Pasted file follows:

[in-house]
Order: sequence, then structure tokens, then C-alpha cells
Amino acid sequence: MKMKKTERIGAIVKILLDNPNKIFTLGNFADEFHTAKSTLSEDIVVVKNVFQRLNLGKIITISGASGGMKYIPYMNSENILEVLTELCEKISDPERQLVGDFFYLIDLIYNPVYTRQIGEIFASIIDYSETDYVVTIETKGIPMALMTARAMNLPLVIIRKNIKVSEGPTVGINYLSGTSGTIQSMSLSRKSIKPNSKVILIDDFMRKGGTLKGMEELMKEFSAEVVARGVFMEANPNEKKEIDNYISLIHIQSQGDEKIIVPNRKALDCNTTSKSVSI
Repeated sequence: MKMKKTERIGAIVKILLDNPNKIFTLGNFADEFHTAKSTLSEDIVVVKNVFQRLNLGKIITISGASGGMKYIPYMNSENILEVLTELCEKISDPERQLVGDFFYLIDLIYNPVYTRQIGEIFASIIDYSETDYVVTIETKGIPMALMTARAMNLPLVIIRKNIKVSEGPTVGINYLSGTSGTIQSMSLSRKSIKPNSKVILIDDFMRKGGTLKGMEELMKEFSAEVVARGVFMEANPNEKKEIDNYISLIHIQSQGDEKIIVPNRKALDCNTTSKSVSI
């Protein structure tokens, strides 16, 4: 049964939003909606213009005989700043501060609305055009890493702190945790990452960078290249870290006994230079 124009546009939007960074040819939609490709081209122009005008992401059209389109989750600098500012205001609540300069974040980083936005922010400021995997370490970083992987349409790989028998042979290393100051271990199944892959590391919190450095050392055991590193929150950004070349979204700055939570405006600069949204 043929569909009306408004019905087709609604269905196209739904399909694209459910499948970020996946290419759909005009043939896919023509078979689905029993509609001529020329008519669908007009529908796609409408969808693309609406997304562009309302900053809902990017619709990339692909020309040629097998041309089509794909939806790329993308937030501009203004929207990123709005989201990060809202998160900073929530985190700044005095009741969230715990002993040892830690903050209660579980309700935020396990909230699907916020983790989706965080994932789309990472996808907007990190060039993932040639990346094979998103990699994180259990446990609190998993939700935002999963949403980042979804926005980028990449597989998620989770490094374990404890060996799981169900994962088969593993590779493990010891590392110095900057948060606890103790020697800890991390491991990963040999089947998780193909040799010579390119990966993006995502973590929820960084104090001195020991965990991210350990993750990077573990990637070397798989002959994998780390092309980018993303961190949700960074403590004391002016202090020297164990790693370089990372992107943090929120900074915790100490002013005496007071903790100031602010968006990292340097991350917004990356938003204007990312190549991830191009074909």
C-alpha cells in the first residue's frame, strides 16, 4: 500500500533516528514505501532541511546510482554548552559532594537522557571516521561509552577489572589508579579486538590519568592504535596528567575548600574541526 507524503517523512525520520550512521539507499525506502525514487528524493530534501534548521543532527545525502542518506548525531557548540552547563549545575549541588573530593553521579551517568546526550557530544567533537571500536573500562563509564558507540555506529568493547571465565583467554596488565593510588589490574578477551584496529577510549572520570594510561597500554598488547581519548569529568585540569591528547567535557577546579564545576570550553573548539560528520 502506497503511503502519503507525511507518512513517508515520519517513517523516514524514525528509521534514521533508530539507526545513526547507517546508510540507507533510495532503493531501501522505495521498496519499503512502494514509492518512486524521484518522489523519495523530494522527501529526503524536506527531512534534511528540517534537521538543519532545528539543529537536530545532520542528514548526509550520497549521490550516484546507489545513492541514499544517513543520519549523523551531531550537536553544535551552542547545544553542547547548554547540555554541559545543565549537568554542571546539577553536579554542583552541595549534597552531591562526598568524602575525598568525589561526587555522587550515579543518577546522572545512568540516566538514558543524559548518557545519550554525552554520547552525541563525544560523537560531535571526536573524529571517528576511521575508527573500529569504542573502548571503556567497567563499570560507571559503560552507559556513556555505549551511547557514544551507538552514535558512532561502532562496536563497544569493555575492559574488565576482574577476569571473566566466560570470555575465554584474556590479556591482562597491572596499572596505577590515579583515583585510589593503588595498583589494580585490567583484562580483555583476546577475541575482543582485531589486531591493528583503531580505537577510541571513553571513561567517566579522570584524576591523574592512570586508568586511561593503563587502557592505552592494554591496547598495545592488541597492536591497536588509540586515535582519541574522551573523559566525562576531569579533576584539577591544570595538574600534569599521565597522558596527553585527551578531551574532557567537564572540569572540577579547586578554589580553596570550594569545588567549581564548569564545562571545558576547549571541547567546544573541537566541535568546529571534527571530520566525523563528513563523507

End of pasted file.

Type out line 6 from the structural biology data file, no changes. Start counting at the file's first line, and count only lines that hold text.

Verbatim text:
C-alpha cells in the first residue's frame, strides 16, 4: 500500500533516528514505501532541511546510482554548552559532594537522557571516521561509552577489572589508579579486538590519568592504535596528567575548600574541526 507524503517523512525520520550512521539507499525506502525514487528524493530534501534548521543532527545525502542518506548525531557548540552547563549545575549541588573530593553521579551517568546526550557530544567533537571500536573500562563509564558507540555506529568493547571465565583467554596488565593510588589490574578477551584496529577510549572520570594510561597500554598488547581519548569529568585540569591528547567535557577546579564545576570550553573548539560528520 502506497503511503502519503507525511507518512513517508515520519517513517523516514524514525528509521534514521533508530539507526545513526547507517546508510540507507533510495532503493531501501522505495521498496519499503512502494514509492518512486524521484518522489523519495523530494522527501529526503524536506527531512534534511528540517534537521538543519532545528539543529537536530545532520542528514548526509550520497549521490550516484546507489545513492541514499544517513543520519549523523551531531550537536553544535551552542547545544553542547547548554547540555554541559545543565549537568554542571546539577553536579554542583552541595549534597552531591562526598568524602575525598568525589561526587555522587550515579543518577546522572545512568540516566538514558543524559548518557545519550554525552554520547552525541563525544560523537560531535571526536573524529571517528576511521575508527573500529569504542573502548571503556567497567563499570560507571559503560552507559556513556555505549551511547557514544551507538552514535558512532561502532562496536563497544569493555575492559574488565576482574577476569571473566566466560570470555575465554584474556590479556591482562597491572596499572596505577590515579583515583585510589593503588595498583589494580585490567583484562580483555583476546577475541575482543582485531589486531591493528583503531580505537577510541571513553571513561567517566579522570584524576591523574592512570586508568586511561593503563587502557592505552592494554591496547598495545592488541597492536591497536588509540586515535582519541574522551573523559566525562576531569579533576584539577591544570595538574600534569599521565597522558596527553585527551578531551574532557567537564572540569572540577579547586578554589580553596570550594569545588567549581564548569564545562571545558576547549571541547567546544573541537566541535568546529571534527571530520566525523563528513563523507